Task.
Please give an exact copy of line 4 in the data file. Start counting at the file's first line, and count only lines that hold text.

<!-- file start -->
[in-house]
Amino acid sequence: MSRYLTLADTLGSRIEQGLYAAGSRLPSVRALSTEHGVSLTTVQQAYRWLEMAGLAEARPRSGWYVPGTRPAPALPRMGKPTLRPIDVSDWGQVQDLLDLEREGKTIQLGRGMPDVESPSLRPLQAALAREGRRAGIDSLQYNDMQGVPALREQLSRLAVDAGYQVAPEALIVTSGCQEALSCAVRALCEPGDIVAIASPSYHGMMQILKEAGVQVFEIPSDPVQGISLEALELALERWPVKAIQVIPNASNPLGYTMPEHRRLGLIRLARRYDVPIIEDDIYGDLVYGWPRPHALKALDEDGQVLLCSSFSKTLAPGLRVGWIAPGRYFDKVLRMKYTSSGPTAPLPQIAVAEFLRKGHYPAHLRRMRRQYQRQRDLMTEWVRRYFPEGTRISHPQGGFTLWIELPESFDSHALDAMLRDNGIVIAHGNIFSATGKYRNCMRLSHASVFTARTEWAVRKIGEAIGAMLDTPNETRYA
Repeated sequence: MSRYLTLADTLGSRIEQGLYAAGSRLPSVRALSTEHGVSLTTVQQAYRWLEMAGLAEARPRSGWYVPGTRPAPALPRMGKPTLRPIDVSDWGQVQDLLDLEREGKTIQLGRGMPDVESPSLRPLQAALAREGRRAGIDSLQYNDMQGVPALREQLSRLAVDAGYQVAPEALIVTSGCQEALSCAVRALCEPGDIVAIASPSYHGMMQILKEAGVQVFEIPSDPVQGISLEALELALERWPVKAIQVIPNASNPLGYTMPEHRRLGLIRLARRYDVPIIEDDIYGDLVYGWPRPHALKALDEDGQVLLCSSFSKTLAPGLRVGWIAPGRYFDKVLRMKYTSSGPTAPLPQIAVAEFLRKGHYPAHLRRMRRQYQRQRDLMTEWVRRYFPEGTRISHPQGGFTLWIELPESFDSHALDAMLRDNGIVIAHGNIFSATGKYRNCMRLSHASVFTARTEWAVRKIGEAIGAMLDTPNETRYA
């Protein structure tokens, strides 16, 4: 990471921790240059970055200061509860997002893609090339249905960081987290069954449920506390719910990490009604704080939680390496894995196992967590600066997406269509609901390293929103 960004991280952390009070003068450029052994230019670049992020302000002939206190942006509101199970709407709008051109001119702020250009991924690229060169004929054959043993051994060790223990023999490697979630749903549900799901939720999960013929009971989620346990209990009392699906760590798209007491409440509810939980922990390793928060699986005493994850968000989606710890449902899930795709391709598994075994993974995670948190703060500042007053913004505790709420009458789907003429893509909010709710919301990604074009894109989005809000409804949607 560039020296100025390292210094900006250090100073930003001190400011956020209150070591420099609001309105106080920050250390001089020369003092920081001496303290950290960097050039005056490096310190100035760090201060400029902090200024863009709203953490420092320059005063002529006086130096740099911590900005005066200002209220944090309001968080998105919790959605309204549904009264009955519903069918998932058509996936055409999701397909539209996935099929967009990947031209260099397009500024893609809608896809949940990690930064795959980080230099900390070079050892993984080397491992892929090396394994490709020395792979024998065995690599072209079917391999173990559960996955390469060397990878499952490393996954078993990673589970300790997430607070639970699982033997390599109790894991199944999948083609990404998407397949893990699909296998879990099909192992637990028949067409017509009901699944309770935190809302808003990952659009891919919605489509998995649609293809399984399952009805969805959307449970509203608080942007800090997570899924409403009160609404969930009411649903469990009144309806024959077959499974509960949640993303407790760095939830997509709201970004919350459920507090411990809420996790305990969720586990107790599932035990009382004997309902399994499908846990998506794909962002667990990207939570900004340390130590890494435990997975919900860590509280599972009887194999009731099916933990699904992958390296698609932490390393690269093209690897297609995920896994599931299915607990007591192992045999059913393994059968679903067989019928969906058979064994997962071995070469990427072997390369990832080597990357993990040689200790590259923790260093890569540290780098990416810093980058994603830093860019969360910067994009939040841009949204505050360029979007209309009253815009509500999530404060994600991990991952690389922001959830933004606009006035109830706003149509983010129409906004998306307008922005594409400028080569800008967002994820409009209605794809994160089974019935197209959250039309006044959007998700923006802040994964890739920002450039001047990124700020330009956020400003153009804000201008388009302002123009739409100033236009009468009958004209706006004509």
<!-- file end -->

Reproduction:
């Protein structure tokens, strides 16, 4: 990471921790240059970055200061509860997002893609090339249905960081987290069954449920506390719910990490009604704080939680390496894995196992967590600066997406269509609901390293929103 960004991280952390009070003068450029052994230019670049992020302000002939206190942006509101199970709407709008051109001119702020250009991924690229060169004929054959043993051994060790223990023999490697979630749903549900799901939720999960013929009971989620346990209990009392699906760590798209007491409440509810939980922990390793928060699986005493994850968000989606710890449902899930795709391709598994075994993974995670948190703060500042007053913004505790709420009458789907003429893509909010709710919301990604074009894109989005809000409804949607 560039020296100025390292210094900006250090100073930003001190400011956020209150070591420099609001309105106080920050250390001089020369003092920081001496303290950290960097050039005056490096310190100035760090201060400029902090200024863009709203953490420092320059005063002529006086130096740099911590900005005066200002209220944090309001968080998105919790959605309204549904009264009955519903069918998932058509996936055409999701397909539209996935099929967009990947031209260099397009500024893609809608896809949940990690930064795959980080230099900390070079050892993984080397491992892929090396394994490709020395792979024998065995690599072209079917391999173990559960996955390469060397990878499952490393996954078993990673589970300790997430607070639970699982033997390599109790894991199944999948083609990404998407397949893990699909296998879990099909192992637990028949067409017509009901699944309770935190809302808003990952659009891919919605489509998995649609293809399984399952009805969805959307449970509203608080942007800090997570899924409403009160609404969930009411649903469990009144309806024959077959499974509960949640993303407790760095939830997509709201970004919350459920507090411990809420996790305990969720586990107790599932035990009382004997309902399994499908846990998506794909962002667990990207939570900004340390130590890494435990997975919900860590509280599972009887194999009731099916933990699904992958390296698609932490390393690269093209690897297609995920896994599931299915607990007591192992045999059913393994059968679903067989019928969906058979064994997962071995070469990427072997390369990832080597990357993990040689200790590259923790260093890569540290780098990416810093980058994603830093860019969360910067994009939040841009949204505050360029979007209309009253815009509500999530404060994600991990991952690389922001959830933004606009006035109830706003149509983010129409906004998306307008922005594409400028080569800008967002994820409009209605794809994160089974019935197209959250039309006044959007998700923006802040994964890739920002450039001047990124700020330009956020400003153009804000201008388009302002123009739409100033236009009468009958004209706006004509």